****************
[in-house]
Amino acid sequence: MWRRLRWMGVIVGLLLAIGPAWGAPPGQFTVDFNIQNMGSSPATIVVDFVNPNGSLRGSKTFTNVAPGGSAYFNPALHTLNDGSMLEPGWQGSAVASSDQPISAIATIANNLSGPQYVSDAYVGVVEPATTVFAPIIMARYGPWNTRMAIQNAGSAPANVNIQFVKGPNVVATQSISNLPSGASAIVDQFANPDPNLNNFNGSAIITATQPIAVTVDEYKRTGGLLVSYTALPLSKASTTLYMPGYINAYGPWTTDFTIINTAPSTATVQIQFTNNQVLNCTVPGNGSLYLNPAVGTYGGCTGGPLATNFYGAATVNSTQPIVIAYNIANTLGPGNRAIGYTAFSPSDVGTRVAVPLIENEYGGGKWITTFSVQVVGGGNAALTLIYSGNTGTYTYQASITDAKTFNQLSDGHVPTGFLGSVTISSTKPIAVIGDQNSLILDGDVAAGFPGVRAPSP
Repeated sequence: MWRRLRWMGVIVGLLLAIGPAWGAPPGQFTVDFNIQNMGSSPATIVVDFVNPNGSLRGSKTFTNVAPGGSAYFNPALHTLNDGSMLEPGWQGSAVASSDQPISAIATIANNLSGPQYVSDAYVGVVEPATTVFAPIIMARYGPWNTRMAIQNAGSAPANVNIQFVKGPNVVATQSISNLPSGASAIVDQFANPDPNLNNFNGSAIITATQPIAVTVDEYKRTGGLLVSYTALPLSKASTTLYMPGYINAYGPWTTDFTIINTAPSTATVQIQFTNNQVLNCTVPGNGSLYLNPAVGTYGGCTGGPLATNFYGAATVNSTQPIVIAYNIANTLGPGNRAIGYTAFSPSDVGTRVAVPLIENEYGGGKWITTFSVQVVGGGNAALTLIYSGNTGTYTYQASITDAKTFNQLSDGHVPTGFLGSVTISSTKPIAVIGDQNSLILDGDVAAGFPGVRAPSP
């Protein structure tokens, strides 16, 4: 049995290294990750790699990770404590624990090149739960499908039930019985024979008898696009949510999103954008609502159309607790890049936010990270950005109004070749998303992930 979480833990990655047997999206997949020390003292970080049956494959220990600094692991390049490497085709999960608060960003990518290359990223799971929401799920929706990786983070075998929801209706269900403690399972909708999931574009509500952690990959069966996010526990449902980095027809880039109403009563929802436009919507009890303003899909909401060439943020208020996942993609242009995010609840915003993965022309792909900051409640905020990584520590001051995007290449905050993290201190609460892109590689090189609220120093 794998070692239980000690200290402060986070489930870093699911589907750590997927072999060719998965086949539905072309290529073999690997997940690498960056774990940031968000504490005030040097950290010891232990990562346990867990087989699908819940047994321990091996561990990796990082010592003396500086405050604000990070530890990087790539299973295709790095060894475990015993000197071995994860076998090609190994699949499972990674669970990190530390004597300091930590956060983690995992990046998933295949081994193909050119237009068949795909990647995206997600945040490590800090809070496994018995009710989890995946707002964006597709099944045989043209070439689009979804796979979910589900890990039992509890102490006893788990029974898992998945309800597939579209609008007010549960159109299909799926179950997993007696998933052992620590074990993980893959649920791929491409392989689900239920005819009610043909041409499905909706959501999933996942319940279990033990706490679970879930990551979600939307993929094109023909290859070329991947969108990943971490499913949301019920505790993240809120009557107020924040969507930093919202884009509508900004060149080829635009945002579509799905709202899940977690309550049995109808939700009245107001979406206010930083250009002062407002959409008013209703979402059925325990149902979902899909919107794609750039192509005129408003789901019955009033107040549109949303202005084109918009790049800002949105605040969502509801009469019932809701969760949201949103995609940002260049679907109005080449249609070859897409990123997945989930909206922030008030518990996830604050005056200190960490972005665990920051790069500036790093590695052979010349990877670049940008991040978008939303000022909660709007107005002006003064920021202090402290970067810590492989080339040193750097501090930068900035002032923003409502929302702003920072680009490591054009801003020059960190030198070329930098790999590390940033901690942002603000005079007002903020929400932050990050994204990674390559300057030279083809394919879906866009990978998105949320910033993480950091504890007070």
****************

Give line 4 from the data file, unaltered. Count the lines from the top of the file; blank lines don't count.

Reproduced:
């Protein structure tokens, strides 16, 4: 049995290294990750790699990770404590624990090149739960499908039930019985024979008898696009949510999103954008609502159309607790890049936010990270950005109004070749998303992930 979480833990990655047997999206997949020390003292970080049956494959220990600094692991390049490497085709999960608060960003990518290359990223799971929401799920929706990786983070075998929801209706269900403690399972909708999931574009509500952690990959069966996010526990449902980095027809880039109403009563929802436009919507009890303003899909909401060439943020208020996942993609242009995010609840915003993965022309792909900051409640905020990584520590001051995007290449905050993290201190609460892109590689090189609220120093 794998070692239980000690200290402060986070489930870093699911589907750590997927072999060719998965086949539905072309290529073999690997997940690498960056774990940031968000504490005030040097950290010891232990990562346990867990087989699908819940047994321990091996561990990796990082010592003396500086405050604000990070530890990087790539299973295709790095060894475990015993000197071995994860076998090609190994699949499972990674669970990190530390004597300091930590956060983690995992990046998933295949081994193909050119237009068949795909990647995206997600945040490590800090809070496994018995009710989890995946707002964006597709099944045989043209070439689009979804796979979910589900890990039992509890102490006893788990029974898992998945309800597939579209609008007010549960159109299909799926179950997993007696998933052992620590074990993980893959649920791929491409392989689900239920005819009610043909041409499905909706959501999933996942319940279990033990706490679970879930990551979600939307993929094109023909290859070329991947969108990943971490499913949301019920505790993240809120009557107020924040969507930093919202884009509508900004060149080829635009945002579509799905709202899940977690309550049995109808939700009245107001979406206010930083250009002062407002959409008013209703979402059925325990149902979902899909919107794609750039192509005129408003789901019955009033107040549109949303202005084109918009790049800002949105605040969502509801009469019932809701969760949201949103995609940002260049679907109005080449249609070859897409990123997945989930909206922030008030518990996830604050005056200190960490972005665990920051790069500036790093590695052979010349990877670049940008991040978008939303000022909660709007107005002006003064920021202090402290970067810590492989080339040193750097501090930068900035002032923003409502929302702003920072680009490591054009801003020059960190030198070329930098790999590390940033901690942002603000005079007002903020929400932050990050994204990674390559300057030279083809394919879906866009990978998105949320910033993480950091504890007070």